mount floyan

After our trek back down the mountainside, we enjoyed our last lunch before heading to the hotel to collect our bags.  We boarded our bus to the airport, after saying goodbye to Uri’s brother, who was off to Stockholm for his next destination. And after a short 1.5 hour flight, we were back at our own destination in Amsterdam– home.

The fjords of Norway were a literal breath of fresh air from the city-fatigue we’ve been experiencing from all of our quick weekend trips to new European cities.  I highly recommend that anyone able takes the trip to Stavanger to hike Pulpit Rock, visits Bergen for its culture and feel, and fills the in-between with any fjording route you desire.  The options are endless!

Little Italy’s Heritage Trip- Part 2: Rome and Vatican City

Little Italy’s Heritage Trip- Part 2: Rome and Vatican City

The second part of Little Italy’s Heritage Trip is really not so much about my heritage, but about hitting some big historic sites that I’ve always wanted to see, in the city where I probably originated from at some point anyway: Rome!  If you are arriving here and haven’t read Part 1 of this trip, you can find that here.

Monday, May 18, 2015

After goodbyes in Abruzzo with our new friends Russ and Sergio at La Grande Quercia Bed & Breakfast, Uri and I  set off in our rental car back to Rome. The drive takes about two hours, and is full of rolling hills and mountain tunnels. The scenery is similar to the Alps in that it is mountainous, but it looks very different. Instead of a giant chain of grandiose mountains, there are many tiers of rolling mountainous hills making many levels of landscape to see when you look out into the distance. It’s a quintessentially beautiful drive that I believe you can only find in Europe.


We dropped off the car and put our bags in our room at Chroma Pente, in the San Giovanni area of Rome, just southeast of the Colosseum. The hotel is not quite a hotel or a bed and breakfast, but more like a group of rooms in a larger building, almost like a Regus room would be for a small business. The price was right, and the location was about a 20 minute walk to the Colosseum, or a quick subway ride to almost anywhere.  We first stopped at a small deli called “Otbred Laterano” for some of the best panini sandwiches I’ve ever had. Note: always get a panini here on white or red pizza as your “bread.”  Yes… that’s right. A pizza sandwich. Delicious.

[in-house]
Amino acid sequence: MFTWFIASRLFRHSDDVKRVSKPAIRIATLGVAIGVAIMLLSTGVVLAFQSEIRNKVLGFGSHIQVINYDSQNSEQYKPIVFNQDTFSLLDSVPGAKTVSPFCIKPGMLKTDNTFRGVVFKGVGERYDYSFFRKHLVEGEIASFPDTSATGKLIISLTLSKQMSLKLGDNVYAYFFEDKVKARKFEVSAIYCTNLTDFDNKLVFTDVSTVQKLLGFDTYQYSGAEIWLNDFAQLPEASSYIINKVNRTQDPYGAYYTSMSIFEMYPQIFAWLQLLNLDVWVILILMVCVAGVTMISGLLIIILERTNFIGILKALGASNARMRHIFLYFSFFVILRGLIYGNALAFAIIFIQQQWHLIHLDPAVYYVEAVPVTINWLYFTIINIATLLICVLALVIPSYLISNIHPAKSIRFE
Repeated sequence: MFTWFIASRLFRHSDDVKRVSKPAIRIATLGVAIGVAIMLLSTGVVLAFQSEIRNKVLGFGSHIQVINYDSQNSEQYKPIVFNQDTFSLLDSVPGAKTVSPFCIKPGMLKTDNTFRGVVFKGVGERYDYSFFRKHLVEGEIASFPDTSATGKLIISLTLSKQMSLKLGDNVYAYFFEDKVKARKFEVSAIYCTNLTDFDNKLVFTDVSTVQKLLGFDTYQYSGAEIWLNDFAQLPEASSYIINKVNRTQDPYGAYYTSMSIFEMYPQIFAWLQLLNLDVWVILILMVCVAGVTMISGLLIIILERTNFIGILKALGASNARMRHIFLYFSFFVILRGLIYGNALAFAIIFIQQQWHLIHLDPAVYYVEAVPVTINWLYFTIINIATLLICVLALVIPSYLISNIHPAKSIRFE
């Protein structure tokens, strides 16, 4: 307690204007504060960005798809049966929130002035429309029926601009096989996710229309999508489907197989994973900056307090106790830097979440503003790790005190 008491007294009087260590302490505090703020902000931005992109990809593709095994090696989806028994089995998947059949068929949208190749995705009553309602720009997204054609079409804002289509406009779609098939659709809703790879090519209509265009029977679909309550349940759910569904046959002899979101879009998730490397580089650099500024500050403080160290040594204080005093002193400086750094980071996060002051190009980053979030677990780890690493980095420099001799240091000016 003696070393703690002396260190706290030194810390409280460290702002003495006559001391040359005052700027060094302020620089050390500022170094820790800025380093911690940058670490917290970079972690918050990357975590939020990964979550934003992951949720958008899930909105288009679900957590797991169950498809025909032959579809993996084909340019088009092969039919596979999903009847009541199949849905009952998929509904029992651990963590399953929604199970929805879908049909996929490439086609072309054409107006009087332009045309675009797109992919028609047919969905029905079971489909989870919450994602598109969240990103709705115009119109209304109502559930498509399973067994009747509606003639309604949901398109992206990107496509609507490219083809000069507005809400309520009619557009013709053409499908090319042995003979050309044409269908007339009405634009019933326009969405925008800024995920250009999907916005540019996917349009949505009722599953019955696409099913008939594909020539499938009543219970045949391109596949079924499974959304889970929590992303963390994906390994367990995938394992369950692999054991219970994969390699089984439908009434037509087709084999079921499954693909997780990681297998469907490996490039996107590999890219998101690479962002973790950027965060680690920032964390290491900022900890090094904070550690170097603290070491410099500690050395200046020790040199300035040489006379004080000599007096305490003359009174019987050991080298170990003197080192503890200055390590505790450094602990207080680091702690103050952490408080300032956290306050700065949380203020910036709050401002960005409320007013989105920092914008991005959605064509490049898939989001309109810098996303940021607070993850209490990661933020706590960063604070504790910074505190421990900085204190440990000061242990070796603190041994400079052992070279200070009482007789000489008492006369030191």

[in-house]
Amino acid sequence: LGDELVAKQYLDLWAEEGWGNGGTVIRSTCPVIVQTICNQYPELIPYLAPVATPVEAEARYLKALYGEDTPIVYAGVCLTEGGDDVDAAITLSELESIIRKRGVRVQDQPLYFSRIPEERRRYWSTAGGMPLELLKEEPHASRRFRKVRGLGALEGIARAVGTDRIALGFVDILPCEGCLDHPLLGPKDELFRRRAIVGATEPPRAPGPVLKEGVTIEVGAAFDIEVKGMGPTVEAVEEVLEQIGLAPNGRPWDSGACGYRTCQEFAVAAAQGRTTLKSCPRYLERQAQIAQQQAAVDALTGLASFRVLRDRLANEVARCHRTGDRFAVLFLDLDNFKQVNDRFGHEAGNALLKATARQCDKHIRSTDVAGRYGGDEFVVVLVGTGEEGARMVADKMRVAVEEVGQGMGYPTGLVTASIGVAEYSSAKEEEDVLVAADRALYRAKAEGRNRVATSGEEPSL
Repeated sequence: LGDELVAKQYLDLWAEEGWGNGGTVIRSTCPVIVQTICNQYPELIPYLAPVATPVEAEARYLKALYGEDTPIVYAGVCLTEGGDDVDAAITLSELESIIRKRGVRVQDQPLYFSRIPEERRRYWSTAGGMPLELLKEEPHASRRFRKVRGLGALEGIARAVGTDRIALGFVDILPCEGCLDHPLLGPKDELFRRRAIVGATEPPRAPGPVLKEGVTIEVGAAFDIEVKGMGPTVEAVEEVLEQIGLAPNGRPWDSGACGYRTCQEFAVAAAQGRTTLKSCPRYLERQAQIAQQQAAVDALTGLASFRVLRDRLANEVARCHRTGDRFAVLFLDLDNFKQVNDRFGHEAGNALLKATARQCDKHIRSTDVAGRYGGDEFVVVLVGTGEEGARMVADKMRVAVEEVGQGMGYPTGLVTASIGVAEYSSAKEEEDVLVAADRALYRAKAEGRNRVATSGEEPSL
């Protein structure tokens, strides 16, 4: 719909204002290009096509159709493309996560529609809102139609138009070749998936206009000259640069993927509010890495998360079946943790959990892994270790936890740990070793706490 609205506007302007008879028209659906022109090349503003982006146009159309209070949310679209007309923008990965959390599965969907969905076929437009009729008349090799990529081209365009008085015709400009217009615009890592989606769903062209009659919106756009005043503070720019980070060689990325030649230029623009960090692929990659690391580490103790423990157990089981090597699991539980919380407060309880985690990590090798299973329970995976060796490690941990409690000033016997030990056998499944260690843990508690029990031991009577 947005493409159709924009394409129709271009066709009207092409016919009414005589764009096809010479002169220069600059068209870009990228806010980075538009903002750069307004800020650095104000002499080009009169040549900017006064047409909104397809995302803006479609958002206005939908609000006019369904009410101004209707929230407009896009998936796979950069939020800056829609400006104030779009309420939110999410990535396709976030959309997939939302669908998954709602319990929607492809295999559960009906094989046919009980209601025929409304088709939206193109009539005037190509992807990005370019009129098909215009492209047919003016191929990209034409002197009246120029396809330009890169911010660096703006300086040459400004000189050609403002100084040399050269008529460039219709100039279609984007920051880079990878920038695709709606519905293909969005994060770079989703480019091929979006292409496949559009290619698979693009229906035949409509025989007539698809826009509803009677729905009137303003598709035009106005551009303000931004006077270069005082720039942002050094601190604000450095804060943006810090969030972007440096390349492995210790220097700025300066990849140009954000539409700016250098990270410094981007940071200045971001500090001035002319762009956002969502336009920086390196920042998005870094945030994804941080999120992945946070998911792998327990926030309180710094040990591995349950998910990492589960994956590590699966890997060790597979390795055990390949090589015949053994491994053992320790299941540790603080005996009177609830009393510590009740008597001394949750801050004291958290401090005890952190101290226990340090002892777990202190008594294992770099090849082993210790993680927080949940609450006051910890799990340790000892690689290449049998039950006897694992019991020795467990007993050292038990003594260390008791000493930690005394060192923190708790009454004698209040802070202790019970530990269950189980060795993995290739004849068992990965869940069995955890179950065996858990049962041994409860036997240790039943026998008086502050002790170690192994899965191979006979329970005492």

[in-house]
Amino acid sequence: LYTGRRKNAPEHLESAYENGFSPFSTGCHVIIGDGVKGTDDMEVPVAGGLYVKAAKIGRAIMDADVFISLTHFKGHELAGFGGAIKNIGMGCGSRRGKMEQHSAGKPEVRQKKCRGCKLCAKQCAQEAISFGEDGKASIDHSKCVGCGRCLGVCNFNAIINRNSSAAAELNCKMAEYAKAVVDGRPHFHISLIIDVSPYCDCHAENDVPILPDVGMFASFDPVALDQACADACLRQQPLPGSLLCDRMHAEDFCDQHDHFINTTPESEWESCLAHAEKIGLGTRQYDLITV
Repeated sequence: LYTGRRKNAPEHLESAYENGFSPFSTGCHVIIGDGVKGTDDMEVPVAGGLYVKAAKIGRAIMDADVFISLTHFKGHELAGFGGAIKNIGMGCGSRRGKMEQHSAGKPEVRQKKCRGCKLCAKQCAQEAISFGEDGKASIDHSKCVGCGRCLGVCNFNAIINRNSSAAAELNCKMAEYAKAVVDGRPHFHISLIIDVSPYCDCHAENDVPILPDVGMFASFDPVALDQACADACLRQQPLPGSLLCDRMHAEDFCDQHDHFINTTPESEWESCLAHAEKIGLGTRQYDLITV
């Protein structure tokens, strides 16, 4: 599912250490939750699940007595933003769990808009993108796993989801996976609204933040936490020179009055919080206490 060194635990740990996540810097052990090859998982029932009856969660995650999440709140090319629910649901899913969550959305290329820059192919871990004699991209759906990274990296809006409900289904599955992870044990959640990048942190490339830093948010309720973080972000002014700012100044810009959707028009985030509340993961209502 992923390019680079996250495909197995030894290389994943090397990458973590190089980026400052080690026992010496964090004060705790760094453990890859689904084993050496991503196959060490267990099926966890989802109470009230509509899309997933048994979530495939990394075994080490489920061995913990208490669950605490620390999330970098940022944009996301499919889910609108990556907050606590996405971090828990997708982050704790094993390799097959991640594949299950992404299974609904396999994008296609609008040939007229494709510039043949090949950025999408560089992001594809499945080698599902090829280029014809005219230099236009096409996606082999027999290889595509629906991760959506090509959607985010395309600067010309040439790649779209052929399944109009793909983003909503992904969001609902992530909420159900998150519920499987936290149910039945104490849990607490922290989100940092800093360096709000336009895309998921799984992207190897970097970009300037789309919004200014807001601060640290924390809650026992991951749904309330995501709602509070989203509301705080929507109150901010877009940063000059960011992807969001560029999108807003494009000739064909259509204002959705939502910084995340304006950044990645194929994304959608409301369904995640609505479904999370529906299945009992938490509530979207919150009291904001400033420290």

For our first day in Rome, we ticked off the major ancient Roman sites: the Colosseum and Roman Forum. The Colosseum– used by the ancient Romans for gladiatorial contests and other barbaric spectacles– was impressive, but smaller than I expected. It was also covered in scaffolding at the time of our visit. The Roman Forum, on the other hand, was an unexpected surprise. I didn’t previously know about it and it was the most fascinating to me.  It is an ancient Roman plaza or gathering place, containing acres of preserved ancient columns, tombs, and stories of historic Rome. I felt like I had time travelled to another time and could walk the forum and really imagine how it used to be thousands of years ago. I loved it!


Tuesday, May 19, 2015

Our second day in Rome started at the Vatican. For Vatican City (as well as the Colosseum), I strongly advice to to buy tickets in advance so you do not have to stand in line for hours (especially at the Vatican). More of a personal preference, I also recommend to to skip any organized tours. We used the Rick Steves’ Europe audio walking tour app and were very happy not not be shuffled around in giant, impersonal amoeba-like tour group blobs, that mostly appeared to be using earphones to hear their tour guide anyway.

The Vatican Museum was truthfully quite boring for me. Most of the time there was spent slowly shuffling towards the Sistene Chapel, towards the back of the Museum, which is accessed with a Vatican Museum ticket. The Sistene Chapel was breathtaking. Despite being shoved into a crowded room packed with tourists craning their necks and bumping into each other, I got lost staring up at the ceiling, listening to the stories of each of Michaelangelo’s portraits. I didn’t expect the captivating 3-D design and bright colors that made the paintings look like they were climbing out of the ceiling. Amazing!